How did you enter your profession?
I have been working in the field of UNESCO World Heritage since 2006, with a focus on capacity building for professionals. While working, I noticed the gap in capacity building for the younger generation, who are the future guardians of our common heritage. Therefore in 2021, I founded a non-profit organisation in Berlin that works with UNESCO World Heritage sites to develop place-based, cross-curricular e-learning materials for school children (9-16 years) to support Education for Sustainable Development.
What are you currently working on?
We create accessible and engaging e-learning curricula to transfer and share the values and knowledge embedded in World Heritage sites, encouraging pupils to explore Local Solutions - Global Challenges. Our cross-curricular e-learning materials use interactive EduTech, storytelling and multi-sensory media presentations to create a student-centred, self-paced, collaborative learning journey. It offers a ready-to-use digital solution for pupils (9-16 years) to learn about sustainability in a contextualised and meaningful way. In addition, the e-learning materials provide downloadable worksheets to guide offline, hands-on activities and lesson plans for teachers/instructors to use flexibly in different formal and informal educational settings, such as eTwinning, flipped classrooms or project weeks. It is made available free of charge on the open-source learning platform for schools and pupils across cultures to enhance intercultural understanding.
What are some of the challenges in your role? What are some of your favourite elements?
Our e-learning curricula require copyright free digital materials from heritage sites and other resources in order to ensure the free use by teachers and pupils. Acquiring suitable audiovisual materials can be a challenging process. Open Education Resources (OER), as recommended by UNESCO, shine a light on the future of education, but they need collaborative efforts and further support from different stakeholders in the long run.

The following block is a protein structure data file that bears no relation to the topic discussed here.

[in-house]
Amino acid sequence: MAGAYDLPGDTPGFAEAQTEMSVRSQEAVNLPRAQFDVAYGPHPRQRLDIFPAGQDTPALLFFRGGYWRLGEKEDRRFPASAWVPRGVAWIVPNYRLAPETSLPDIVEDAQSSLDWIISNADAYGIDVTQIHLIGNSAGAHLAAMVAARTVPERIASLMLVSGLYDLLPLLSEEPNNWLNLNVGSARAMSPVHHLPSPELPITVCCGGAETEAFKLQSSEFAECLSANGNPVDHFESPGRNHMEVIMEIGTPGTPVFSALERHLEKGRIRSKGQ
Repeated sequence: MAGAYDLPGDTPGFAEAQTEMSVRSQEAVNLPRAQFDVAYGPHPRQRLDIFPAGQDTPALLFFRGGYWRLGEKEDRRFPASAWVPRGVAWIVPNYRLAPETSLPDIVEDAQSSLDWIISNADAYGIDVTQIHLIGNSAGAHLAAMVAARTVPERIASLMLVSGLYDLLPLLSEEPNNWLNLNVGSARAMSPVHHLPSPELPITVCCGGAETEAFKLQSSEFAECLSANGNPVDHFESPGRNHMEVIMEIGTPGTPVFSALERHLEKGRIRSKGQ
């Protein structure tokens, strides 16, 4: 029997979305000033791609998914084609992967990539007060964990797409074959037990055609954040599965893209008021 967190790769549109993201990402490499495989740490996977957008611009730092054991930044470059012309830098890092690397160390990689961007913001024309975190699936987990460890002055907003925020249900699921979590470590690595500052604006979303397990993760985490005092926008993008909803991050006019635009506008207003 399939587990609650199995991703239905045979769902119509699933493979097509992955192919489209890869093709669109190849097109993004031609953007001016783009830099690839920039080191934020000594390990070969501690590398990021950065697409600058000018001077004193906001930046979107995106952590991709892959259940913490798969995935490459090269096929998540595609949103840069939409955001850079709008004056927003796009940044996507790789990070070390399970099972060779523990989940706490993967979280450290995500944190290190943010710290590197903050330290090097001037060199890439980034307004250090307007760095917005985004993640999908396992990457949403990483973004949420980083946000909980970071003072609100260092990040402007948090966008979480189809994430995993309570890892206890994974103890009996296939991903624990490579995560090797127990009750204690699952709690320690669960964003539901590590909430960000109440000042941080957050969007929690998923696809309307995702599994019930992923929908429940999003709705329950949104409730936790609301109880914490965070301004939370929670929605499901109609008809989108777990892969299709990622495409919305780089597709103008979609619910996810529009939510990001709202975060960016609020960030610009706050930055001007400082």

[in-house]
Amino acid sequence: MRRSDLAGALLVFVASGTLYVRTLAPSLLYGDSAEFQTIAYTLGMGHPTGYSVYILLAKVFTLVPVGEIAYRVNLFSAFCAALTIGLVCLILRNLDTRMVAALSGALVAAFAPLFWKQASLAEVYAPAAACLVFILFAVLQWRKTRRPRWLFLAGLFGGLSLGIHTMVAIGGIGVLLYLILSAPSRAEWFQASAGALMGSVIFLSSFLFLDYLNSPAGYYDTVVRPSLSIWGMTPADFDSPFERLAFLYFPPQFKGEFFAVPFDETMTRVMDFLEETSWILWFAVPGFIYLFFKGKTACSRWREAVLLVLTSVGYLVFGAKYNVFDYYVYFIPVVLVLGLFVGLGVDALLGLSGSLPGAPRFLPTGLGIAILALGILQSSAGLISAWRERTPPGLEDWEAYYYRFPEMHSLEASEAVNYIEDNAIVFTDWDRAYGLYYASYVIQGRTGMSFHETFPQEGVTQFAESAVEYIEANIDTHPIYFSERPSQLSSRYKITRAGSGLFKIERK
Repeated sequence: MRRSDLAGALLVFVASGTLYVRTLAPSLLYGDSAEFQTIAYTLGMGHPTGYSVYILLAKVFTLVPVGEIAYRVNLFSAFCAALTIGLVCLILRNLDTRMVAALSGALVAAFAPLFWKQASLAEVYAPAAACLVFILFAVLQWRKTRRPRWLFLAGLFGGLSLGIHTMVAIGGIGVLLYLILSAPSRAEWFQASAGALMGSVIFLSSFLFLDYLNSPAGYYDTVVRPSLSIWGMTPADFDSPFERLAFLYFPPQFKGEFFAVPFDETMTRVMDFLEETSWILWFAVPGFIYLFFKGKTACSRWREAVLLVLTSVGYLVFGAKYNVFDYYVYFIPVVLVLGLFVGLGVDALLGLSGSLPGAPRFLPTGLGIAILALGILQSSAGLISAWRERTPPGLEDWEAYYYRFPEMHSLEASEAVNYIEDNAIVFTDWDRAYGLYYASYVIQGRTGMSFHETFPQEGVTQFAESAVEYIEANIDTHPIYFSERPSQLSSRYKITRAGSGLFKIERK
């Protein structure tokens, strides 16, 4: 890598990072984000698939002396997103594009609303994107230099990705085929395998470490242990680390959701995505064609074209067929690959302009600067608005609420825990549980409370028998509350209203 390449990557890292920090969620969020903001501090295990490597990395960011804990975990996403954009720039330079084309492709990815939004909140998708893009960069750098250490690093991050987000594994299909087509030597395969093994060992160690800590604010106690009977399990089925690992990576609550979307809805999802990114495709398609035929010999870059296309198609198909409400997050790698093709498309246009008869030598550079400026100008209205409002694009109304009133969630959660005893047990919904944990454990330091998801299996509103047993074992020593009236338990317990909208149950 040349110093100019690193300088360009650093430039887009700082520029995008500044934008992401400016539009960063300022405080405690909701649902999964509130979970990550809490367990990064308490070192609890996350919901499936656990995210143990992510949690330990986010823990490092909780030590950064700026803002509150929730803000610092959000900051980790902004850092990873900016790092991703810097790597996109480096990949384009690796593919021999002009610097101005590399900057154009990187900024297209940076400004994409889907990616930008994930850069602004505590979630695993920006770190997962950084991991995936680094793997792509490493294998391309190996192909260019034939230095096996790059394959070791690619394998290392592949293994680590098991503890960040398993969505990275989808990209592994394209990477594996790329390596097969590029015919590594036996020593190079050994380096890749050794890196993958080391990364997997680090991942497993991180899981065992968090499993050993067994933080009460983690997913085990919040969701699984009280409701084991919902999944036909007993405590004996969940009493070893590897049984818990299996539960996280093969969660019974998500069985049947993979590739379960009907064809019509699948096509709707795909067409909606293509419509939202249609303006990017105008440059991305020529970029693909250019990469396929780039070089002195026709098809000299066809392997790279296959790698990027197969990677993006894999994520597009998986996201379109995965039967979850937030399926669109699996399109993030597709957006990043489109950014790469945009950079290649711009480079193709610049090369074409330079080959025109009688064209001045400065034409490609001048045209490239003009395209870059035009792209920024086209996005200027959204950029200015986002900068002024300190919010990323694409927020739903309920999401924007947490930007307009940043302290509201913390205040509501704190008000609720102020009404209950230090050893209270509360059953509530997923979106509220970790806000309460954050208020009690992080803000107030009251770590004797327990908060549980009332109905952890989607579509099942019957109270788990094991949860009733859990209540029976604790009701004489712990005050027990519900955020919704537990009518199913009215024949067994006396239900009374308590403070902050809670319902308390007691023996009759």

My favorite part is the participatory process of creation. We have an interdisciplinary team across cultural/natural heritage and pedagogy, and we invite a wide range of local stakeholders in the design and feedback. It is a very dynamic and beneficial experience, in which we gain a deep understanding of the needs and interests of our target audience and relevant stakeholders, and we have received inspiring input and genuine support for a shared vision.
What was your motivation for joining the Members Council?
I believe in the power of culture and education and I am interested in building synergies across different sectors. Europeana is pioneering the digitisation of cultural heritage in Europe with the support of dynamic and active communities from all walks of life. I am very excited to join the movement and discussion with dedicated professionals to embrace digital transformation through innovation, creativity and collaboration.
What do you plan to do as a Members Councillor?
As a Members Councillor, I would like to work together with Europeana’s various communities to enhance the educational applications of digital cultural heritage. I plan to ensure that the needs and interests of our Education Community are better heard and better served. Meanwhile, I would like to strengthen the exchange and cooperation between the Education community and other communities, such as the Climate Action, Copyright, EuropeanaTech and Impact community by supporting some joint initiatives.